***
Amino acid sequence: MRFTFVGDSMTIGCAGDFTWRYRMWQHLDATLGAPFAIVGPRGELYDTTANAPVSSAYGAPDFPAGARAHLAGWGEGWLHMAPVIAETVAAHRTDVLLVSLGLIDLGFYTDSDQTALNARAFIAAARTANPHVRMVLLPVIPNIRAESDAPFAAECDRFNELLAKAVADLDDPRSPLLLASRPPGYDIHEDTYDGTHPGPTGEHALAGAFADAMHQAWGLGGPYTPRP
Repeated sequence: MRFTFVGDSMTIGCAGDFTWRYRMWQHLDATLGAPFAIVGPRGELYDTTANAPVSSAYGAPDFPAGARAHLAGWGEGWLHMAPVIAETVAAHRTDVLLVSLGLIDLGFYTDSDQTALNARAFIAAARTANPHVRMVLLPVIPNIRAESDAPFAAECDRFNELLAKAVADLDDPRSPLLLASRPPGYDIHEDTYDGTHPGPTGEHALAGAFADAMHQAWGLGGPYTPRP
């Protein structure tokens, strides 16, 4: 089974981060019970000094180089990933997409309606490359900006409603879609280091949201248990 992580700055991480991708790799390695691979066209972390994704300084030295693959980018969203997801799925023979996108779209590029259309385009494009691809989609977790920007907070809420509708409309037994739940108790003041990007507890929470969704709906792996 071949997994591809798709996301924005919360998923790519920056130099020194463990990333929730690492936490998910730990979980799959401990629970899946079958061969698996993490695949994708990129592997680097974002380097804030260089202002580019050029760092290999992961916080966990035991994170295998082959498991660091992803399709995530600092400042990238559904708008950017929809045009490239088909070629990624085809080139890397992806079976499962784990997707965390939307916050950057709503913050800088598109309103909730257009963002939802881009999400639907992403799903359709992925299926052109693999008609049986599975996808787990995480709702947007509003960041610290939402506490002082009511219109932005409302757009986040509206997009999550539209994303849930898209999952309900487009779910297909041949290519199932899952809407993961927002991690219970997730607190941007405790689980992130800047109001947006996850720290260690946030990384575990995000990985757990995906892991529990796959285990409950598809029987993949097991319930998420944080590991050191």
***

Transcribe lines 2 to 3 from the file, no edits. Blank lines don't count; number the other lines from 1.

Repeated sequence: MRFTFVGDSMTIGCAGDFTWRYRMWQHLDATLGAPFAIVGPRGELYDTTANAPVSSAYGAPDFPAGARAHLAGWGEGWLHMAPVIAETVAAHRTDVLLVSLGLIDLGFYTDSDQTALNARAFIAAARTANPHVRMVLLPVIPNIRAESDAPFAAECDRFNELLAKAVADLDDPRSPLLLASRPPGYDIHEDTYDGTHPGPTGEHALAGAFADAMHQAWGLGGPYTPRP
């Protein structure tokens, strides 16, 4: 089974981060019970000094180089990933997409309606490359900006409603879609280091949201248990 992580700055991480991708790799390695691979066209972390994704300084030295693959980018969203997801799925023979996108779209590029259309385009494009691809989609977790920007907070809420509708409309037994739940108790003041990007507890929470969704709906792996 071949997994591809798709996301924005919360998923790519920056130099020194463990990333929730690492936490998910730990979980799959401990629970899946079958061969698996993490695949994708990129592997680097974002380097804030260089202002580019050029760092290999992961916080966990035991994170295998082959498991660091992803399709995530600092400042990238559904708008950017929809045009490239088909070629990624085809080139890397992806079976499962784990997707965390939307916050950057709503913050800088598109309103909730257009963002939802881009999400639907992403799903359709992925299926052109693999008609049986599975996808787990995480709702947007509003960041610290939402506490002082009511219109932005409302757009986040509206997009999550539209994303849930898209999952309900487009779910297909041949290519199932899952809407993961927002991690219970997730607190941007405790689980992130800047109001947006996850720290260690946030990384575990995000990985757990995906892991529990796959285990409950598809029987993949097991319930998420944080590991050191």